Imagine swimming more than a mile from the infamous Alcatraz prison to San Francisco.
Stories of prisoners who have tried and failed are legion.
Feel the cold water.
Taste the salt water.
Now, imagine doing it without being able to see.
Katie Cuppy, a 19-year-old freshman at NAU, will attempt the swim Sunday to show the world that being blind doesn’t have to limit her in what she can achieve in life.
“I kind of want to prove that blindness isn’t a barrier,” Cuppy said. “Blindness isn’t the end of the world.”
Cuppy, born with albinism and three months early, has been blind since birth. Her optic nerves were underdeveloped. Indoors, she can see slightly — shapes, colors, prints if they are very large.
Outdoors, the light hurts her eyes and she cannot see at all.
Cuppy will be making the swim with two others for the Phoenix-based Foundation for Blind Children. The event offers people an opportunity to support a swimmer with financial donations and spread the world that “vision loss is just a diagnosis — not a disability,” according to information from FBC.
The foundation has put together similar events in the past, including a trek up Mount Kilimanjaro in Africa, and a single-day, rim-to-rim hike at the Grand Canyon.
The foundation, created in 1952, has the mission “to provide education, tools and services that enable all persons with vision loss to achieve greater independence.”
So far, Cuppy’s team has raised $6,500 for her swim Sunday.
Called the “Braille break from Alcatraz,” the swim will begin at Alcatraz and end up at Hyde Street Pier. The event is part of the 2013 Alcatraz Invitational Swim. Cuppy and the other two swimmers will be flanked by two sighted swimmers and a host of safety personnel in boats and kayaks.
“At first, I was kind of apprehensive, but now I’m totally excited,” Cuppy said.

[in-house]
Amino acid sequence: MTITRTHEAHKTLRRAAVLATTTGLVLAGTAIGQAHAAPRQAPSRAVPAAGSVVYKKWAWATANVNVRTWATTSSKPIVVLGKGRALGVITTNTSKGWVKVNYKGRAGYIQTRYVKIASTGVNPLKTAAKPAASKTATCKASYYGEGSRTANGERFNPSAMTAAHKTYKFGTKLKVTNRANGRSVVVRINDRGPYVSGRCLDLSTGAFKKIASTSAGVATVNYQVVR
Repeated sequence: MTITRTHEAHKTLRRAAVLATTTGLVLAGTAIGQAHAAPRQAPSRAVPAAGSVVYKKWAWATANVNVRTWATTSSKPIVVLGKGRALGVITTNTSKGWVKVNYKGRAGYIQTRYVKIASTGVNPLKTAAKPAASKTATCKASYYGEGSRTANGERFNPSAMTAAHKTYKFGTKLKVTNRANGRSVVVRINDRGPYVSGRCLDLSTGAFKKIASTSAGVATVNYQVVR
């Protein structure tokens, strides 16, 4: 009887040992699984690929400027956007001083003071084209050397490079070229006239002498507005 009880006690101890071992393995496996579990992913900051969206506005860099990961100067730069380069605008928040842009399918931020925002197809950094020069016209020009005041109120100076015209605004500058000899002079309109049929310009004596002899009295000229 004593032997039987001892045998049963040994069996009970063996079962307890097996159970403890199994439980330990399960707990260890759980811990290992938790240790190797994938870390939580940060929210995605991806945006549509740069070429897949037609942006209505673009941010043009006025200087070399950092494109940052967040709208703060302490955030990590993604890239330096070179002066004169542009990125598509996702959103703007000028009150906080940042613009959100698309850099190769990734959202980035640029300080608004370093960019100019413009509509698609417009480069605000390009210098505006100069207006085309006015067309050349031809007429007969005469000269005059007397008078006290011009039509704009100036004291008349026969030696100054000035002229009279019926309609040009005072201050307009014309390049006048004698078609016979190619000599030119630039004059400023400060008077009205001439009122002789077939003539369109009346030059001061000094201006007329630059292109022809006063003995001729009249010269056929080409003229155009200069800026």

The sighted swimmers will keep her on course by serving as “bumpers” for her to adjust her direction.
“Any sign of weakness, they pull you out,” Cuppy said of the support staff monitoring the swim. She’ll be swimming in a wet suit and a thermal swim cap to fight the frigid 50- to 60-degree water for which the bay is known.
She has been working with a coach and swimming at the Wall Aquatic Center every chance she gets in preparation for the event.
She has done timed swims at Lake Pleasant for open-water experience. She has worked her way up to swimming nearly 2 miles, and her last timed swim was 1.75 miles in about 73 minutes.
She left for San Francisco Thursday and will jump into the water at 9 a.m. Sunday to begin her swim with the other two blind swimmers.
Her parents have been supportive.
“They’re a little nervous, but they’re mostly excited,” Cuppy said.
At NAU, Cuppy is seeking a degree in special education. In her first semester, she’s taking 17 credit hours worth of classes. The foundation helped her with texts in Braille and other equipment that helps her in her studies.
“You can do what you put your mind to,” Cuppy said, adding that it is why she wants to teach special education. She wants to be an example, to “walk the walk.”
Does she see the swim as metaphor, of escaping prison for freedom?
“In a way,” she said. “We’re trying to escape the stigma and the stereotypes with blindness.”
She has no doubt she will make it. She already knows, she said, she can do what she sets her mind to. Succeeding at the swim will add to that knowledge.
“It will be an awesome feeling of pride and accomplishment,” Cuppy said.
For more information about the Foundation for Blind Children, visit seeitourway.org.
Larry Hendricks can be reached at firstname.lastname@example.org or 556-2262.